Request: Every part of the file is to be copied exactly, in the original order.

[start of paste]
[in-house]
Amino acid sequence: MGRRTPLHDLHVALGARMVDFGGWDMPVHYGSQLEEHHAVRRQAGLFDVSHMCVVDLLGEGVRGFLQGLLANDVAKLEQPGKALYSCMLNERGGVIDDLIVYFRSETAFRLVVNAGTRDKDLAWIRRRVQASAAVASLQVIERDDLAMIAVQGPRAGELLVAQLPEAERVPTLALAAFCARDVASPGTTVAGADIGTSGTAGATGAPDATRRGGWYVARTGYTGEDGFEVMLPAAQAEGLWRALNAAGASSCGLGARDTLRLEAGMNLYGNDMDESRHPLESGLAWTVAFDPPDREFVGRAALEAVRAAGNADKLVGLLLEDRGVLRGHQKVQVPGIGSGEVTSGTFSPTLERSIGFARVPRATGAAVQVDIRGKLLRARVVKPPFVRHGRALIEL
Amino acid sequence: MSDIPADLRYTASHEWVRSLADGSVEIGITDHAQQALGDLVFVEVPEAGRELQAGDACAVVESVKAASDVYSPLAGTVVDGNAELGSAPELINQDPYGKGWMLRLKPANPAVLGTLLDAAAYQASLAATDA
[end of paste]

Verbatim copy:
[in-house]
Amino acid sequence: MGRRTPLHDLHVALGARMVDFGGWDMPVHYGSQLEEHHAVRRQAGLFDVSHMCVVDLLGEGVRGFLQGLLANDVAKLEQPGKALYSCMLNERGGVIDDLIVYFRSETAFRLVVNAGTRDKDLAWIRRRVQASAAVASLQVIERDDLAMIAVQGPRAGELLVAQLPEAERVPTLALAAFCARDVASPGTTVAGADIGTSGTAGATGAPDATRRGGWYVARTGYTGEDGFEVMLPAAQAEGLWRALNAAGASSCGLGARDTLRLEAGMNLYGNDMDESRHPLESGLAWTVAFDPPDREFVGRAALEAVRAAGNADKLVGLLLEDRGVLRGHQKVQVPGIGSGEVTSGTFSPTLERSIGFARVPRATGAAVQVDIRGKLLRARVVKPPFVRHGRALIEL
Amino acid sequence: MSDIPADLRYTASHEWVRSLADGSVEIGITDHAQQALGDLVFVEVPEAGRELQAGDACAVVESVKAASDVYSPLAGTVVDGNAELGSAPELINQDPYGKGWMLRLKPANPAVLGTLLDAAAYQASLAATDA